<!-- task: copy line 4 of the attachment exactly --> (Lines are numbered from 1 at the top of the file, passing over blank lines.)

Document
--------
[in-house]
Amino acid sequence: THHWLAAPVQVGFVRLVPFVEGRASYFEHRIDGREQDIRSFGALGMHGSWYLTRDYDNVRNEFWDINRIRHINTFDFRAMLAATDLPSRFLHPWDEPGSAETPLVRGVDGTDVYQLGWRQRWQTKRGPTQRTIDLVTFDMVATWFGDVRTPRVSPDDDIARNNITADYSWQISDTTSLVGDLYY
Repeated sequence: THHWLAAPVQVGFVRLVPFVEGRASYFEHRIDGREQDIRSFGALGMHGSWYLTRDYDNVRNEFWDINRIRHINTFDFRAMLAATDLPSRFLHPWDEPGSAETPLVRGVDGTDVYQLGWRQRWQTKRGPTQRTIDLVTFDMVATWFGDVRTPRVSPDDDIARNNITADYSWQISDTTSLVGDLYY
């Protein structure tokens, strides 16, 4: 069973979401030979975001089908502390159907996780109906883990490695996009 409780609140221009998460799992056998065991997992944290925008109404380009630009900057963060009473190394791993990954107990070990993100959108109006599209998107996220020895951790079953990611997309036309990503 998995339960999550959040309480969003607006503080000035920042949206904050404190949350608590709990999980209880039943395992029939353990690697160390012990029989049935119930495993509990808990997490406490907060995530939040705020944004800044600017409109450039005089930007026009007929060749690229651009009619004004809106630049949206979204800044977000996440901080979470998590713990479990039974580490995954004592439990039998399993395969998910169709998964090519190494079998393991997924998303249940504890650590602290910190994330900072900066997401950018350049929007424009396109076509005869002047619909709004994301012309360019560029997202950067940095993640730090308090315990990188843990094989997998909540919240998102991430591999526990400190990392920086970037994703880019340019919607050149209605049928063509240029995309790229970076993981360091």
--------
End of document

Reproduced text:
């Protein structure tokens, strides 16, 4: 069973979401030979975001089908502390159907996780109906883990490695996009 409780609140221009998460799992056998065991997992944290925008109404380009630009900057963060009473190394791993990954107990070990993100959108109006599209998107996220020895951790079953990611997309036309990503 998995339960999550959040309480969003607006503080000035920042949206904050404190949350608590709990999980209880039943395992029939353990690697160390012990029989049935119930495993509990808990997490406490907060995530939040705020944004800044600017409109450039005089930007026009007929060749690229651009009619004004809106630049949206979204800044977000996440901080979470998590713990479990039974580490995954004592439990039998399993395969998910169709998964090519190494079998393991997924998303249940504890650590602290910190994330900072900066997401950018350049929007424009396109076509005869002047619909709004994301012309360019560029997202950067940095993640730090308090315990990188843990094989997998909540919240998102991430591999526990400190990392920086970037994703880019340019919607050149209605049928063509240029995309790229970076993981360091």